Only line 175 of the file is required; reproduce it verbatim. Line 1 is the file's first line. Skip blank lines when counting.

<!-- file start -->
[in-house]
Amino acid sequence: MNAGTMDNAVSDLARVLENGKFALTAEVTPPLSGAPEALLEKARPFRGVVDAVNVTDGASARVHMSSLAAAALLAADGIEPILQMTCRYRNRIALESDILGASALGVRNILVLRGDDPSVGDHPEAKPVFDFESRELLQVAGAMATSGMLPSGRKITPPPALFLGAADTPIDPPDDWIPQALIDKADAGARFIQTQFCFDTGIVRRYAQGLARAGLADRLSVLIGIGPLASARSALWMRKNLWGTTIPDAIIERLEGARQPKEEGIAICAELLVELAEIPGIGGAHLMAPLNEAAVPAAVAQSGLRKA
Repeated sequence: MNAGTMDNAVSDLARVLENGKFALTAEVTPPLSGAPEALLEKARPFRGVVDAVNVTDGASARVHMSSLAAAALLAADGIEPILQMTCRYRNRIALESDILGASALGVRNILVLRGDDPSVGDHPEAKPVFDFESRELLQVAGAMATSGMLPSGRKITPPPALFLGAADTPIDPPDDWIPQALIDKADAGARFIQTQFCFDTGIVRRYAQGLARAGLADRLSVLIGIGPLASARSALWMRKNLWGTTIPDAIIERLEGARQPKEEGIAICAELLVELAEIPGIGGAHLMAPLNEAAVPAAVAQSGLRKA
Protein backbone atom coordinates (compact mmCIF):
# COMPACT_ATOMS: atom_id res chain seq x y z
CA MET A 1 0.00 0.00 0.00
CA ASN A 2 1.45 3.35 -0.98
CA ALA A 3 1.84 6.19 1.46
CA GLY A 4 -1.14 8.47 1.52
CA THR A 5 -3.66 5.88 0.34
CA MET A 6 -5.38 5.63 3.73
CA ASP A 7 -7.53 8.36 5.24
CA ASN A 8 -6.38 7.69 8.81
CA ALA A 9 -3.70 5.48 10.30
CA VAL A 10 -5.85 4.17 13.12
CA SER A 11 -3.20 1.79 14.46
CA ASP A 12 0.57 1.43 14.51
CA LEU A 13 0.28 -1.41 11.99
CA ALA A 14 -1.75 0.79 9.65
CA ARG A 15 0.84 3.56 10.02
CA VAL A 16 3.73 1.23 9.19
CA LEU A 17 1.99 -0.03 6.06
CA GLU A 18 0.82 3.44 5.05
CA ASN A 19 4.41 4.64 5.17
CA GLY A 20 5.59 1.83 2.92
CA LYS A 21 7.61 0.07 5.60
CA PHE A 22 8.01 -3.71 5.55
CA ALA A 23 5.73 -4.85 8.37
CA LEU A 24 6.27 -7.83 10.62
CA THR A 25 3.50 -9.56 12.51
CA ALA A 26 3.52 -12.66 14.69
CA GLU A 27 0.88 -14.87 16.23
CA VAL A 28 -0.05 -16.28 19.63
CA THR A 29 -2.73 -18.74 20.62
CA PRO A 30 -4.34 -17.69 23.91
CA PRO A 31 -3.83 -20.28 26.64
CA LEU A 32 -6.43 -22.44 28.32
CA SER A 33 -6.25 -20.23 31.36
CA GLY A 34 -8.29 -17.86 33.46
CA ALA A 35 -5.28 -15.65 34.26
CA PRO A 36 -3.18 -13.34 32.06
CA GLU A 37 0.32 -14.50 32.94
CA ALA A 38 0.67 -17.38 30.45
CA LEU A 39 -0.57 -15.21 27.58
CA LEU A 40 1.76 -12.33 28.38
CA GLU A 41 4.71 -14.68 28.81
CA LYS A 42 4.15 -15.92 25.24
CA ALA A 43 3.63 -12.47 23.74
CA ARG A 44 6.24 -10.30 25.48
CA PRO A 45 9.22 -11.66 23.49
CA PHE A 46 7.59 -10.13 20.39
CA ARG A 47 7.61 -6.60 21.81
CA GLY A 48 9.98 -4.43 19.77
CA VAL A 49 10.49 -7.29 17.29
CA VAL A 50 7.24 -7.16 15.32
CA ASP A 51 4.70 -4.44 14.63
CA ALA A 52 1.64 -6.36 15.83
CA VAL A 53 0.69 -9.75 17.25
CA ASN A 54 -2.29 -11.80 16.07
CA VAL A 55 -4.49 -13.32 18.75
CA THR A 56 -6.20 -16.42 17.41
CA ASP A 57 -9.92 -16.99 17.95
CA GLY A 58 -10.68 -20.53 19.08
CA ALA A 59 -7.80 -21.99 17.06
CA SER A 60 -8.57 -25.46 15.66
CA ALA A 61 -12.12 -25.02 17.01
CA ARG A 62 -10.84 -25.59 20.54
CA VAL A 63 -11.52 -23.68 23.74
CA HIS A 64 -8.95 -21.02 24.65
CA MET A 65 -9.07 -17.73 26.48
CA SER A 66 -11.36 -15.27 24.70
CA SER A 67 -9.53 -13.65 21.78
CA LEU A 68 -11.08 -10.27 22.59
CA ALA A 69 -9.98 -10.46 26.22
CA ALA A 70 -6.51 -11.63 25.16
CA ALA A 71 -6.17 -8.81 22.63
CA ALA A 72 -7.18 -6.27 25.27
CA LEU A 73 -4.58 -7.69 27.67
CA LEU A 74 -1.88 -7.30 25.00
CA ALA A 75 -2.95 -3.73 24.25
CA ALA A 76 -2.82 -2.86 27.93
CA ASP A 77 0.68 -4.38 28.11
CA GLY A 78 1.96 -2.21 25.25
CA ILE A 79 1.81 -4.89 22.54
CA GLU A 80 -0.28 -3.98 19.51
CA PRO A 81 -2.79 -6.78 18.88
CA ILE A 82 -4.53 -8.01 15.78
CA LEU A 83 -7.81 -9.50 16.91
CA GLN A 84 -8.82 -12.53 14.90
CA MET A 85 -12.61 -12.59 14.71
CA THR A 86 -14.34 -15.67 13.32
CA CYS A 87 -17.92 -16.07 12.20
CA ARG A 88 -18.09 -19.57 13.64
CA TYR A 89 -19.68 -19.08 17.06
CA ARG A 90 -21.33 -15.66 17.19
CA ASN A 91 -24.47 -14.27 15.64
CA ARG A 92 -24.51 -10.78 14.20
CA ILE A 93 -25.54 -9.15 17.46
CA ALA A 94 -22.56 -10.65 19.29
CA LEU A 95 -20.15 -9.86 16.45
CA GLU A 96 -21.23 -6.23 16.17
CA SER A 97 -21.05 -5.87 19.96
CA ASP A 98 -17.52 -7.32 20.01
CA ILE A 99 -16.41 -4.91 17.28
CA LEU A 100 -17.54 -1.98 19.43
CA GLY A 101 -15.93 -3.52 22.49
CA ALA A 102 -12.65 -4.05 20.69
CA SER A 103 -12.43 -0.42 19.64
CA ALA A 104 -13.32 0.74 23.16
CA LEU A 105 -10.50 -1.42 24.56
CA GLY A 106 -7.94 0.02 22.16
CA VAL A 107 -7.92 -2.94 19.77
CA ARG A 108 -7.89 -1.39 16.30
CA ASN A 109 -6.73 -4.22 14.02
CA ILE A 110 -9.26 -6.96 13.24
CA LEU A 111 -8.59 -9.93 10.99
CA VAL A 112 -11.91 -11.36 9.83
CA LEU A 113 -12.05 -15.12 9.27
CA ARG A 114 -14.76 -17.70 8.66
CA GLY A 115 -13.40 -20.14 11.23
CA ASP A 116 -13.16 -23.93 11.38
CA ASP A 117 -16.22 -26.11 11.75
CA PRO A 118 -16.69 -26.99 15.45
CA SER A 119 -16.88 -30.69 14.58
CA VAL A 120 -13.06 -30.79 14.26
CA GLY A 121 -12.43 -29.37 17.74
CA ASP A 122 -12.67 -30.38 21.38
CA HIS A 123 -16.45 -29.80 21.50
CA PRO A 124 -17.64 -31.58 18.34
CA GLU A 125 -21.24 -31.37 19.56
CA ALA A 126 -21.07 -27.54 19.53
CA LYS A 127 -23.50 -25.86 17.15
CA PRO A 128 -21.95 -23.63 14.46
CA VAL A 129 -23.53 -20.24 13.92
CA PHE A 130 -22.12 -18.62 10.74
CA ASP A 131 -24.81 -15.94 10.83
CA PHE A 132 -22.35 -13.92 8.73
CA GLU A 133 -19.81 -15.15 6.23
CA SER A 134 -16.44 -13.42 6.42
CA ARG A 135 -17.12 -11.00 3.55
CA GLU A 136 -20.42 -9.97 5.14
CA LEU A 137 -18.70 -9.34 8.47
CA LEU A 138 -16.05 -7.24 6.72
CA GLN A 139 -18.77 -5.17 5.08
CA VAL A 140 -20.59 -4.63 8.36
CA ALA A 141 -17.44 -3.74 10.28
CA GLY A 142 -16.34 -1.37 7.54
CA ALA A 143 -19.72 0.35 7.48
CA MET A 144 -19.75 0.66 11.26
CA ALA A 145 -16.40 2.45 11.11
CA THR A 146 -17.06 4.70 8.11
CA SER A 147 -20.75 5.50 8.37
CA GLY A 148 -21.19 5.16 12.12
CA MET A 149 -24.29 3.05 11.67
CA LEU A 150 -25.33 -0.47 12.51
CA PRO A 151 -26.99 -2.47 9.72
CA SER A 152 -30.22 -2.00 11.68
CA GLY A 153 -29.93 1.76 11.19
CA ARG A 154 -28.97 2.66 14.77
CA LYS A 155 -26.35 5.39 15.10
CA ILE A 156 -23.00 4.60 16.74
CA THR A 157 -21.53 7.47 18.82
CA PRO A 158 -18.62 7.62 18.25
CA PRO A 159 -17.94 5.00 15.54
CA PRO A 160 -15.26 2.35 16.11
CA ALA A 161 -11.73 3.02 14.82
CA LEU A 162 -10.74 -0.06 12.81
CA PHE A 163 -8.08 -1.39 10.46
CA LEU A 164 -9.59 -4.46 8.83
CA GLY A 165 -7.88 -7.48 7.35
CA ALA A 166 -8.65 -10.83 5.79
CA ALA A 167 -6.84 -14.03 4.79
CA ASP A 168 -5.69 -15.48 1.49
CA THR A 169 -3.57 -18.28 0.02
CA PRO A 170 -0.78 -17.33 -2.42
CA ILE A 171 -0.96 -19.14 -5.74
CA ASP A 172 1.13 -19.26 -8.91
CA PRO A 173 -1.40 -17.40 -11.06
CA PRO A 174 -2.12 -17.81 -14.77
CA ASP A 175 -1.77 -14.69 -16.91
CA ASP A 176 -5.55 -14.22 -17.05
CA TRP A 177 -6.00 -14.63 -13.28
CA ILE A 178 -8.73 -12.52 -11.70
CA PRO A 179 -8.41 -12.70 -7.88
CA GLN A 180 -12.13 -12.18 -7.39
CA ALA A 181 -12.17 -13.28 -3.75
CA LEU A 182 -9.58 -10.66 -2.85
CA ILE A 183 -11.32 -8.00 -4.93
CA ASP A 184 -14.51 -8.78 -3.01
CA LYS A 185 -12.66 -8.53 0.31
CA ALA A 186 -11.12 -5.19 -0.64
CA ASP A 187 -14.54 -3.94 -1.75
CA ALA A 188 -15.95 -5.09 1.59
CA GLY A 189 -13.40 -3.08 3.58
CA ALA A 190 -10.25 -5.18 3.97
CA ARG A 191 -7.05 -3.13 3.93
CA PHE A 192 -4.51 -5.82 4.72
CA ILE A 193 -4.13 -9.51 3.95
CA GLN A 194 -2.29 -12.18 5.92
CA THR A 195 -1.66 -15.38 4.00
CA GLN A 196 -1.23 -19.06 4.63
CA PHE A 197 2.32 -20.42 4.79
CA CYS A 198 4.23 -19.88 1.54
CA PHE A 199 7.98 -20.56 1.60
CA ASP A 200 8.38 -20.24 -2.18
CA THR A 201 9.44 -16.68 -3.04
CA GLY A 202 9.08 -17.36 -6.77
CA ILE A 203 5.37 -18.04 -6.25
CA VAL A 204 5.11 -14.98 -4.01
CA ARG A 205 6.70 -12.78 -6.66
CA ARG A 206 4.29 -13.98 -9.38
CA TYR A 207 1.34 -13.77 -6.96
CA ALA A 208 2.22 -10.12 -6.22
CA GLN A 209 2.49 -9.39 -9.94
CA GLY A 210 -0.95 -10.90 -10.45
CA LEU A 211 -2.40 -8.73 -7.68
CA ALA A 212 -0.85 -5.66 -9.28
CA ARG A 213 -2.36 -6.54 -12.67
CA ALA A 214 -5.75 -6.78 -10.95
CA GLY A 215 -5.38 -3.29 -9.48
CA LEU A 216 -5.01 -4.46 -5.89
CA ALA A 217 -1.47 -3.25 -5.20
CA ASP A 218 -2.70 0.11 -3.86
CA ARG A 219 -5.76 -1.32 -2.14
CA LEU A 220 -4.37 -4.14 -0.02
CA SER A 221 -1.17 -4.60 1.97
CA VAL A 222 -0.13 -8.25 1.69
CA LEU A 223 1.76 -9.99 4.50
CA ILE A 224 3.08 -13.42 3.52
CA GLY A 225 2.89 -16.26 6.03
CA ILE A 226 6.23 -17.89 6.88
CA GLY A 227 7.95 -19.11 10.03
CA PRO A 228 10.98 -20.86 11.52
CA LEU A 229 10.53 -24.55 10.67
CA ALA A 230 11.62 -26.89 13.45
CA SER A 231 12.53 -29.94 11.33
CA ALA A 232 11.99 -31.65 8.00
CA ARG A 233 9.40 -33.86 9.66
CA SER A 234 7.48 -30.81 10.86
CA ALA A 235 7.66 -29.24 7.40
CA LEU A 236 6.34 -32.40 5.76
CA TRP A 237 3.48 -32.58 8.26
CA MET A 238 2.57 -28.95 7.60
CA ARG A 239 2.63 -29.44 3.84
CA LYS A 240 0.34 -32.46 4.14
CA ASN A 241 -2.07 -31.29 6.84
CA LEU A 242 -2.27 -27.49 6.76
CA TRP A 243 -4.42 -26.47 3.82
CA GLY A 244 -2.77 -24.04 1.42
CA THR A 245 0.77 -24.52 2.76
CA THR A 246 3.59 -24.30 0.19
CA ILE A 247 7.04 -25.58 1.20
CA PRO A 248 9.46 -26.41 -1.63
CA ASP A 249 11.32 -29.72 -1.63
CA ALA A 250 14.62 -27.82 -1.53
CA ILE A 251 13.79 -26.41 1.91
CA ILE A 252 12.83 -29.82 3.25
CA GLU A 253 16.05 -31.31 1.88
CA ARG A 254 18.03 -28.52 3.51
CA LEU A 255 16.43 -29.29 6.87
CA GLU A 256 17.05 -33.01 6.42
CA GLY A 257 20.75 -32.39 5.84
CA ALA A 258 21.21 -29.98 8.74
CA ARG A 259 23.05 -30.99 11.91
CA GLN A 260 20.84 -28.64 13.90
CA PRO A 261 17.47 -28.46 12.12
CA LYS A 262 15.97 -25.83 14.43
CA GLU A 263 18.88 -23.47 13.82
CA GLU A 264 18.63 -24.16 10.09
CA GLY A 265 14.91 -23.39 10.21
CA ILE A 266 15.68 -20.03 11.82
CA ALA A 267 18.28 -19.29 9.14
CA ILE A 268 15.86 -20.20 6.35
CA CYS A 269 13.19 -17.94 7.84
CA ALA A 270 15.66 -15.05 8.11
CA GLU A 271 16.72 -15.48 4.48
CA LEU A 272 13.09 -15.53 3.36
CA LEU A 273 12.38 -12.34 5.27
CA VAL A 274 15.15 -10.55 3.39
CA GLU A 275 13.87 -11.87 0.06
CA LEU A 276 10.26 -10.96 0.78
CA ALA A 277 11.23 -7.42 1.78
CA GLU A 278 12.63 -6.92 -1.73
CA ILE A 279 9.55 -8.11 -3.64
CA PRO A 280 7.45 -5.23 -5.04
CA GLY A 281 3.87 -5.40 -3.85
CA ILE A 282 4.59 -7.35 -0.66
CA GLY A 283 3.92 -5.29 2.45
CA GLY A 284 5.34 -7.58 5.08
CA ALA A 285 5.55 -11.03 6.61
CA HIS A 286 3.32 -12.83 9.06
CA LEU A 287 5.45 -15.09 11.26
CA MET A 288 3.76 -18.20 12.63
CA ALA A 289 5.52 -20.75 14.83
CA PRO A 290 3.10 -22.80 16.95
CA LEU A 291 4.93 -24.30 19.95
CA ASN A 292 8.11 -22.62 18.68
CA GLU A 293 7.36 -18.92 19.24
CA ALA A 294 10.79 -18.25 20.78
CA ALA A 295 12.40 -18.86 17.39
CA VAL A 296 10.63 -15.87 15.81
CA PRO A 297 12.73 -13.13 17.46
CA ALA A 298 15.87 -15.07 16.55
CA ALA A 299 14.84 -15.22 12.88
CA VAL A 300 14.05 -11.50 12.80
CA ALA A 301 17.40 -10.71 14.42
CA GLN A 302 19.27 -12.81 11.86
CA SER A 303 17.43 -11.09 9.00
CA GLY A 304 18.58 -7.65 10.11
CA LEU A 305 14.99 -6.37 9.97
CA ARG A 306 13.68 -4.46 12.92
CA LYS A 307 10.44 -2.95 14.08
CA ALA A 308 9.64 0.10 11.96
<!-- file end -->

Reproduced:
CA PRO A 170 -0.78 -17.33 -2.42